orderBy<K: Comparable>(key: T -> K) -> SinqOrderedSequence<T>
orderByDescending<K: Comparable>(key: T -> K) -> SinqOrderedSequence<T>
reverse - create a sequence with reverse order
reverse() -> SinqSequence<T>
select / map - create a sequence with results of applying given function
select<V>(selector: T -> V) -> SinqSequence<V>
select<V>(selector: (T, Int) -> V) -> SinqSequence<V>
selectMany - create a sequence by concatenating function results for each element
selectMany<S: Sequence>(selector: T -> S) -> SinqSequence<S.E>
selectMany<S: Sequence>(selector: (T, Int) -> S) -> SinqSequence<S.E>
selectMany<S: Sequence, R>(selector: T -> S, result: S.E -> R) -> SinqSequence<R>
selectMany<S: Sequence, R>(selector: (T, Int) -> S, result: S.E -> R) -> SinqSequence<R>
single - return the only element in a sequence containing exactly one element
single() -> T
singleOrNil() -> T?
singleOrDefault(defaultElement: T) -> T
single(predicate: T -> Bool) -> T
singleOrNil(predicate: T -> Bool) -> T?
singleOrDefault(defaultElement: T, predicate: T -> Bool) -> T
skip - create a sequence skipping (given number of elements | while predicate holds )
skip(count: Int) -> SinqSequence<T>
skipWhile(predicate: T -> Bool) -> SinqSequence<T>
take - create a sequence by taking (given number of elements | while predicate holds )
take(count: Int) -> SinqSequence<T>
takeWhile(predicate: T -> Bool) -> SinqSequence<T>
thenBy / thenByDescending - create a sequence by additionally sorting on given key
thenBy<K: Comparable>(key: T -> K) -> SinqOrderedSequence<T>
thenByDescending<K: Comparable>(key: T -> K) -> SinqOrderedSequence<T>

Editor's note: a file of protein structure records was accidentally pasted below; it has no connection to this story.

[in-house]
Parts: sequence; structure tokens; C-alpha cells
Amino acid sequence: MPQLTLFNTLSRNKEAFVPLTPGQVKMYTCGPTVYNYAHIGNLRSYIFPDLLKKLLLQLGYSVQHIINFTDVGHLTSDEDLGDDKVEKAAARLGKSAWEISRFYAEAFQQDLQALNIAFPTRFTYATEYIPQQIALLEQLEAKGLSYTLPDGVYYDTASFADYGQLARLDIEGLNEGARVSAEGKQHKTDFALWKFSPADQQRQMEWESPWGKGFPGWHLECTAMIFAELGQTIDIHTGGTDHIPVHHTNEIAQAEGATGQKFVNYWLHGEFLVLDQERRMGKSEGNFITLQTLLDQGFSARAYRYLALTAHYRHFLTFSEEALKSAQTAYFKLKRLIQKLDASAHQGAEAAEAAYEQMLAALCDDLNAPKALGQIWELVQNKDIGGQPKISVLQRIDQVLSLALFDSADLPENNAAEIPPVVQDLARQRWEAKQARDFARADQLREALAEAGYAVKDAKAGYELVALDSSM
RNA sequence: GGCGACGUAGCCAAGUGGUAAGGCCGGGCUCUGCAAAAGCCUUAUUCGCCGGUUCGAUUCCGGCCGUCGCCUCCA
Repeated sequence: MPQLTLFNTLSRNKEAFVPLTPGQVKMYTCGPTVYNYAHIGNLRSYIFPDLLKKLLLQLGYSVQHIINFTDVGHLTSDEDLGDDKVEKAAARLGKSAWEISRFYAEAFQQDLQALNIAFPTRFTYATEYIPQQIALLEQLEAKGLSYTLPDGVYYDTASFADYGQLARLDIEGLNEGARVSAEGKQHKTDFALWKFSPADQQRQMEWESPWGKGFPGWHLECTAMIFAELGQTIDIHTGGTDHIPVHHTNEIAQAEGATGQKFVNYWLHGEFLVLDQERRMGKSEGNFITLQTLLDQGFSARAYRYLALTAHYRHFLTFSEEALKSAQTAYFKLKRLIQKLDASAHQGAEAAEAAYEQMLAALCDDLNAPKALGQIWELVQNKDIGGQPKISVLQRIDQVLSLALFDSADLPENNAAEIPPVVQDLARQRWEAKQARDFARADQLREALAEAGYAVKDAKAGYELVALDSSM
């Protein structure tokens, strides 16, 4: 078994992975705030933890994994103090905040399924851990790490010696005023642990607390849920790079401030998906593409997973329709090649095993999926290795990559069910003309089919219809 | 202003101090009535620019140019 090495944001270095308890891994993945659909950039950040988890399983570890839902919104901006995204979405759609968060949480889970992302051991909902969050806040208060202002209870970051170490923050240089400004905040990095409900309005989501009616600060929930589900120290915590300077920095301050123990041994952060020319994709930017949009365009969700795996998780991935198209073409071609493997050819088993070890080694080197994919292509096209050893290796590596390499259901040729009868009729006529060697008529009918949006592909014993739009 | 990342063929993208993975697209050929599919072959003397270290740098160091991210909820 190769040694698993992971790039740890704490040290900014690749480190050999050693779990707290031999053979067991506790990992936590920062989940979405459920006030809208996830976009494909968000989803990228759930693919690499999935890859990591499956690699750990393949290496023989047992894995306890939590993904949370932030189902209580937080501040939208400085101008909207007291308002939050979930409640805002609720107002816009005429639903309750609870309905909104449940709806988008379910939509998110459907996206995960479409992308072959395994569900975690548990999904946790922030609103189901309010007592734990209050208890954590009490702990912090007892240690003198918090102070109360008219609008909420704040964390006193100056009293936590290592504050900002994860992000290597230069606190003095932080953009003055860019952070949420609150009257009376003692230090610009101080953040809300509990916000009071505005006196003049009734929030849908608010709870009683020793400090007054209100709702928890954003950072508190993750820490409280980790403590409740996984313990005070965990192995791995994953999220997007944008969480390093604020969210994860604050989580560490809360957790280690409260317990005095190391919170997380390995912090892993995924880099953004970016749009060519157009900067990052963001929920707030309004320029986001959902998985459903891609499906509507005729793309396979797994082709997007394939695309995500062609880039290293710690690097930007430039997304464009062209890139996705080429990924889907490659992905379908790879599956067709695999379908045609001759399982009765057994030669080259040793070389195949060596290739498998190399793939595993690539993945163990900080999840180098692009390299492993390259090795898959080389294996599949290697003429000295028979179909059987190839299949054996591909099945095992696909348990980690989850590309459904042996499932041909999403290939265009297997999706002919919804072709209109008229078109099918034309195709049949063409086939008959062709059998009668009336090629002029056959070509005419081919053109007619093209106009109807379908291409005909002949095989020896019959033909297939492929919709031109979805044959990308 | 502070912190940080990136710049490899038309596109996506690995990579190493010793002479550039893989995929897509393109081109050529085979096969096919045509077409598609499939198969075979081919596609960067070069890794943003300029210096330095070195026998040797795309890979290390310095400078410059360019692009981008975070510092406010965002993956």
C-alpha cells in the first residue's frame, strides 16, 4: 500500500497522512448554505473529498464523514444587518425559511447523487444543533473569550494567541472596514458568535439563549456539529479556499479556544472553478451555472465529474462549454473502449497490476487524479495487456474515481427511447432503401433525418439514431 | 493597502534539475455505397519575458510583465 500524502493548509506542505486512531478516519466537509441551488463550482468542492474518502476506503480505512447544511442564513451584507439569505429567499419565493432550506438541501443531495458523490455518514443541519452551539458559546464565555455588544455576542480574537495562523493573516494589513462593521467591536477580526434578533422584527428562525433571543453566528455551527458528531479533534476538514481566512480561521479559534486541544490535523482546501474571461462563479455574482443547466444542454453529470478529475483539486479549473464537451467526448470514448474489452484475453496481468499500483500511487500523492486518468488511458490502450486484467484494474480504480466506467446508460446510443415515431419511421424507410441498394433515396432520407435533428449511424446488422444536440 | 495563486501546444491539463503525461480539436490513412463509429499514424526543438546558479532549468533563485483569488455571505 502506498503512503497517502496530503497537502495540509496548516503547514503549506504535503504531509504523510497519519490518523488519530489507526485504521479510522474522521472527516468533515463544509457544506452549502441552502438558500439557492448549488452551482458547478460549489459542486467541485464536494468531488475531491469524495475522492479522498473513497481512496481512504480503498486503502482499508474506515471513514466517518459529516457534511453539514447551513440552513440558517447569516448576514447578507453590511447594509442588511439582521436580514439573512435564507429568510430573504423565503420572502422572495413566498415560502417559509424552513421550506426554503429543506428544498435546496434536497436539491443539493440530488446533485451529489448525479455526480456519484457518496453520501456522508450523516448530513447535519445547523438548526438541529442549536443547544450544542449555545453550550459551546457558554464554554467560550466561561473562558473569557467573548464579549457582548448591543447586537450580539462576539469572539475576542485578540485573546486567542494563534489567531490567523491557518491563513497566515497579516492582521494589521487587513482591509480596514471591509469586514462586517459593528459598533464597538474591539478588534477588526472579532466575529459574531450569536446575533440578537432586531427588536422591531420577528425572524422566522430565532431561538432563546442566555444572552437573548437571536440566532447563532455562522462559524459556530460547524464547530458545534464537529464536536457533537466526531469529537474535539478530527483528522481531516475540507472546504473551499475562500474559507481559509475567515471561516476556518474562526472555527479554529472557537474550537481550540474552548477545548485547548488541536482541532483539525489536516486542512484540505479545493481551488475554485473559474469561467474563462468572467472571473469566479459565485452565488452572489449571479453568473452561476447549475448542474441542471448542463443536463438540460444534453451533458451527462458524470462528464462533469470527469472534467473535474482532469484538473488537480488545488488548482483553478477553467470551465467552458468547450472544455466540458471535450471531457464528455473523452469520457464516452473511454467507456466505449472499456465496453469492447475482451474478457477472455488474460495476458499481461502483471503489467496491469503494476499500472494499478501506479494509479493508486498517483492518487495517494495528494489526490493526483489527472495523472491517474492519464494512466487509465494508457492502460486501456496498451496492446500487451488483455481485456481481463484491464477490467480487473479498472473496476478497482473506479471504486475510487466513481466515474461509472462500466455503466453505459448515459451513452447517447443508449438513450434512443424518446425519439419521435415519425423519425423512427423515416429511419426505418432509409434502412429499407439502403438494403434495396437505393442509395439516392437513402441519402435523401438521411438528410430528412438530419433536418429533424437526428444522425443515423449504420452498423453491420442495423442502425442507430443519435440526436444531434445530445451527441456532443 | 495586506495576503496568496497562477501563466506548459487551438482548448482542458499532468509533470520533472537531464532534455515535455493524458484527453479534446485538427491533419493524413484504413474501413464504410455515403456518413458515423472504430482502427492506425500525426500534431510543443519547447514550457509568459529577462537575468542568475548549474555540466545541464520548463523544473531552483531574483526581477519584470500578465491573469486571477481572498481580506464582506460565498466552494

toArray - create an array from the sequence
toArray() -> T[]
toDictionary / toLookupDictionary - create a dictionary from the sequence
toDictionary<K: Hashable, V>(keyValue: T -> (K, V)) -> Dictionary<K, V>
toDictionary<K: Hashable, V>(key: T -> K, value: T -> V) -> Dictionary<K, V>
toDictionary<K: Hashable>(key: T -> K) -> Dictionary<K, T>
union - create a sequence with unique elements from either of the sequences
union<S: Sequence>(sequence: S, equality: (T, T) -> Bool) -> SinqSequence<T>
union<S: Sequence, K: Hashable>(sequence: S, key: T -> K) -> SinqSequence<T>
whereTrue / filter - create a sequence only with elements satisfying a predicate
whereTrue(predicate: T -> Bool) -> SinqSequence<T>
zip - create a sequence by combining pairs of elements from two sequences
zip<S: Sequence, R>(sequence: S, result: (T, S.E) -> R) -> SinqSequence<R>


Due to bug in swift it sometimes happens that swift compiler and/or SourceKitService loop indefinitely while solving type constraints during compilation or indexing. If this happens, to help them solve the constraints, one might have to divide work for them into smaller pieces. For example this would cause inifinite loop:

func testAll() {
  XCTAssertTrue(sinq([11, 12, 15, 10]).all{ $0 >= 10 })
  XCTAssertFalse(sinq([11, 12, 15, 10]).all{ $0 > 10 })

While this does not:

func testAll() {
  let seq = sinq([11, 12, 15, 10])
  XCTAssertTrue(seq.all{ $0 >= 10 })
  XCTAssertFalse(seq.all{ $0 < 13 })

In this case it seems o be connected to @auto_closure arguments of XCTAssert*...

In case it happens for you, try to divide the statements like this or be more explicit in code about types and not depend as much on type inference.

¹ - this statement might become less true in the future, e.g. in Beta 4 Apple introduced lazy() which is similar to subset of sinq() in that it adds lazy chainable .map .filter .reverse .array and subscripting.